I have always wanted to publish an anthology where each science fiction story covered a planet of our Solar System. Whilst I’m some way from doing so, I have made notable progress as you see from the table below.
But as I write these stories I’m noticing some very interesting things. Apart from each story using a unique fact from the planet concerned… oh all right, here are the facts to date for the published stories:
- Mercury can have two sunrises in one day on some parts of the planet because of the orbital dynamics
- Earth has the mysterious methane bubbles that sink ships – think Bermuda Triangle or closer to home, some parts of the North Sea!
- Jupiter – Callisto, one of its moons, can be inhabited on the surface without the need to build radiation shielding
- Neptune – you can fly through the very top of its atmosphere whilst experiencing normal Earth gravity.
You’ll have to wait for the oddball facts about Mars, Saturn and Uranus until the stories are published! I’m still working on Venus! As to where I find these crazy facts? I’m just one of those people that keeps on stumbling across such things!
Now back to the main thread of this blog…
Each planet is vastly different and I’m having to do my homework, to check not only what the planets and their moons look like, but also what properties the substances in the environment have. The deeper I look into a planet the more fascinating it becomes. It’s almost as if the history of the planet is written on its surface, in its atmosphere, by its moon systems. But in going from one planet to another like this, I getting a better understanding of how the physics and chemistry changes as we move from the Sun outwards into the cold reaches of the Oort cloud. You already know the BIG facts like you have the rocky planets with thin atmospheric shells closer to the Sun and the gas giants well away from the Sun. There are plenty of others.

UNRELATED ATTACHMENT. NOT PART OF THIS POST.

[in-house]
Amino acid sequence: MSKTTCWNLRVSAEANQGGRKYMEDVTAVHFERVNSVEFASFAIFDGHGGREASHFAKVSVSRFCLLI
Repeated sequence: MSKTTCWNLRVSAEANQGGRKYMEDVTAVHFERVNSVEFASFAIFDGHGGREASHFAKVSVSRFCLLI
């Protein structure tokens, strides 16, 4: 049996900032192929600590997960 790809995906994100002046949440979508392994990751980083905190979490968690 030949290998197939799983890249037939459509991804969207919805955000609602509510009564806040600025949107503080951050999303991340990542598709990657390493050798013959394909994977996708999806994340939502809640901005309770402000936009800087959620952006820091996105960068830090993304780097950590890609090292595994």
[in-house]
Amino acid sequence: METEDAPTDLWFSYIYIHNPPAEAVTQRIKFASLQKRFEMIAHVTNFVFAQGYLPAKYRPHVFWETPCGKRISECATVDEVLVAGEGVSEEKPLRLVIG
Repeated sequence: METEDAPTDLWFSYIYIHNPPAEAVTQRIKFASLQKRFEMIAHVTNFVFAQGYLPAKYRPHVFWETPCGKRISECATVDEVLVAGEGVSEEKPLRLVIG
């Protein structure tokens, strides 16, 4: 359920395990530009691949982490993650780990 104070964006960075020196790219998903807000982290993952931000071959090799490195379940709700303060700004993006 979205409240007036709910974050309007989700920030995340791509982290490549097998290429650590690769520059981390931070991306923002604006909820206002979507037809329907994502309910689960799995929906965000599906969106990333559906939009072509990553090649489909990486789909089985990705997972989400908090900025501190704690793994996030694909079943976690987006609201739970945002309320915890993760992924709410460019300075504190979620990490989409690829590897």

With settings so different, the stories are also so different. It’s as if the setting tells me what story to write… the environment makes the characters that lead onto the plot… well it’s one way of writing science fiction. In fact it’s a natural way of writing science fiction (natural in both senses of the word). This in turn is what makes the stories so different from anything written before.
So why isn’t there more interest in these short stories? It’s almost as if people don’t want to explore the Solar System and its byways. As far as a lot of science fiction publications are concerned it has the ‘No Entry’ sign attached to it. Well I can speculate ad tedium on this, and so can you! All I’m going to say is that there have been a spate of novels by famous authors that deal with buzzing around the Solar System lately, which probably means the market is saturated for us lesser known writers. But of those novels I’ve read, I haven’t seen these interesting facts used… I told you I could speculate ad tedium!
But I will make one prediction about the future… if we ever populate the Solar System, you can bet your bottom dollar that each colony will develop so differently that the interactions will be different from the novels being published now.
… and this makes me wonder if this kind or argument has something to do with us not being contacted by ET? I mean they’ll be so different from us that they just won’t have an interest in us.
If this post hasn’t given any science fiction writer an idea to write a story, then I’ll be very surprised to say the least…